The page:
Economy  

‘Beast from the east’ lingers on for UK economy

As Mr Davies points out, despite the economic issues documented, the UK employment market looks healthy. The Office for National Statistics (ONS) found that in the first quarter of 2018, 32.3m people were in work, a rise of 0.4 per cent from the previous quarter and a 2.9 per cent increase from last year (see Table 1). Perhaps more tellingly, the UK employment rate of 75.6 per cent is the highest since records began in 1971.

Table 1: UK labour market statistics for January to March 2018, seasonally adjusted

 

Number (thousands)

Change onOct-Dec 2017

Change onJan-Mar 2017

Headlinerate (%)

Change onOct-Dec 2017

Change onJan-Mar 2017

Employed

32,344

197

396

Aged 16 to 64 

31,148

185

401

75.6

0.4

0.8

Aged 65 and over

1,196

13

-5

Unemployed

1,425

-46

-116

4.2

-0.2

-0.4

Aged 16 to 64 

1,402

-46

-125

Aged 65 and over

22

1

9

Inactive

19,199

-76

29

Aged 16 to 64 

8,658

-115

-171

21

-0.3

-0.5

Aged 65 and over

10,541

39

200

Source: ONS. Copyright: Money Management

Chancellor Philip Hammond was understandably quick to revel in the figures, and data elsewhere has provided further encouragement – and a potential boost to his coffers for the Budget towards the end of the year.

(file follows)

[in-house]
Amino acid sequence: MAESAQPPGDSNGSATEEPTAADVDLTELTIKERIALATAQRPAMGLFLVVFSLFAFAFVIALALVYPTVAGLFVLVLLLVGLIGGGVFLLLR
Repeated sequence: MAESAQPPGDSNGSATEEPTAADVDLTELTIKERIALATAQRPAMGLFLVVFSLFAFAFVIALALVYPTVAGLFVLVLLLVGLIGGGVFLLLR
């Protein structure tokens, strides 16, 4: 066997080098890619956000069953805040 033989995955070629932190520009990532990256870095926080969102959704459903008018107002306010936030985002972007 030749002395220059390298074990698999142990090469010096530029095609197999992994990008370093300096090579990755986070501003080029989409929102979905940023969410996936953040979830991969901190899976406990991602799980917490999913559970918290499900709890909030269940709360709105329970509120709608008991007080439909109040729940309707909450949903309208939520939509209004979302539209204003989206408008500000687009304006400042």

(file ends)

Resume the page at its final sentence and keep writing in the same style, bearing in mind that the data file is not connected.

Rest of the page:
The OBR had forecast the UK government would borrow £45.2bn for the 2017-18 financial year, but actual figures came in lower at £42.6bn. As with GDP, the expectation of revised figures later this year could dim some of the shine. But for now, the data is a sign of encouragement.

Ms Ward says the near-term economic and fiscal outlook could improve further if the government manages to secure a Brexit deal by the autumn. But she claims: “That doesn’t mean the government should abandon fiscal restraint, because the medium-term fiscal outlook remains dire. In the coming two decades, the working population is set to rise by a mere 8 per cent in total compared with a 30 per cent rise in the number of people over 80 who require considerable fiscal support in the form of health and social care.”

Weather or not

In the near term, the question of whether recent data is a blip or something more significant endures. Mr Davies agrees with those who say the struggles seen at some UK companies can be partly attributed to be the weather.

“Some of the retailers and anyone involved in travel quite often had multiple stores shut for multiple days,” he says. 

“It’s not just the customers that couldn’t get there, but the staff couldn’t get there to open the store. We had one of the housebuilders telling us that construction work pretty much had to stop for a week. If you lose one week out of 13 that’s a pretty substantial impact.”

The manager also questions whether GDP is the best barometer to measure the health of an economy. “Partly because it gets revised so much, and partly I don’t think it measures large chunks of the newer bits of the economy very well too,” he explains.